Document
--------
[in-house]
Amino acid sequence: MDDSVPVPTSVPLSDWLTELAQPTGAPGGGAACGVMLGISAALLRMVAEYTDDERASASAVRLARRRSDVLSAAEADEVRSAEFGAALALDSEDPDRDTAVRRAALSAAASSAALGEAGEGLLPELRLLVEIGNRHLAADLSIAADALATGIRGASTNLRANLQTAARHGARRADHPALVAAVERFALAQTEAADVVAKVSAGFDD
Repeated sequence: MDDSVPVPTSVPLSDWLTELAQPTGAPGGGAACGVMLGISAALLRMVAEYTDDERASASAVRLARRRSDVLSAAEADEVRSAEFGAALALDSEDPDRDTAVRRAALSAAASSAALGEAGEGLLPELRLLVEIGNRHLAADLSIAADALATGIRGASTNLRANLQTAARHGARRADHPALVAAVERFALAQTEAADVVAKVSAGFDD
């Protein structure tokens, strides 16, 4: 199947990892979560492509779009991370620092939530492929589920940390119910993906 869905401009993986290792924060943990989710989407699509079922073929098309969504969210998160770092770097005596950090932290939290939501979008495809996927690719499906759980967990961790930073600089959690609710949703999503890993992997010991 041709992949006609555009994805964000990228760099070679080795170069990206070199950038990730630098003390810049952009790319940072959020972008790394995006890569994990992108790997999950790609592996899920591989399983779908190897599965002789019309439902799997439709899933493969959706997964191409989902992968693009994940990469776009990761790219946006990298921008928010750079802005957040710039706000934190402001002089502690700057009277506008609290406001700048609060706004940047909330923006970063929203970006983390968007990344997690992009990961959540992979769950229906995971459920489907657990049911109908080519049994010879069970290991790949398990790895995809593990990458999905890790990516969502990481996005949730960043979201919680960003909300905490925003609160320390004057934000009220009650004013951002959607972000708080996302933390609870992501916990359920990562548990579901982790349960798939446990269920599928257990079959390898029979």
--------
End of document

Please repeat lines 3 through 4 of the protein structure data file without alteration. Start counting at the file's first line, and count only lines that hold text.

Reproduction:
Repeated sequence: MDDSVPVPTSVPLSDWLTELAQPTGAPGGGAACGVMLGISAALLRMVAEYTDDERASASAVRLARRRSDVLSAAEADEVRSAEFGAALALDSEDPDRDTAVRRAALSAAASSAALGEAGEGLLPELRLLVEIGNRHLAADLSIAADALATGIRGASTNLRANLQTAARHGARRADHPALVAAVERFALAQTEAADVVAKVSAGFDD
């Protein structure tokens, strides 16, 4: 199947990892979560492509779009991370620092939530492929589920940390119910993906 869905401009993986290792924060943990989710989407699509079922073929098309969504969210998160770092770097005596950090932290939290939501979008495809996927690719499906759980967990961790930073600089959690609710949703999503890993992997010991 041709992949006609555009994805964000990228760099070679080795170069990206070199950038990730630098003390810049952009790319940072959020972008790394995006890569994990992108790997999950790609592996899920591989399983779908190897599965002789019309439902799997439709899933493969959706997964191409989902992968693009994940990469776009990761790219946006990298921008928010750079802005957040710039706000934190402001002089502690700057009277506008609290406001700048609060706004940047909330923006970063929203970006983390968007990344997690992009990961959540992979769950229906995971459920489907657990049911109908080519049994010879069970290991790949398990790895995809593990990458999905890790990516969502990481996005949730960043979201919680960003909300905490925003609160320390004057934000009220009650004013951002959607972000708080996302933390609870992501916990359920990562548990579901982790349960798939446990269920599928257990079959390898029979």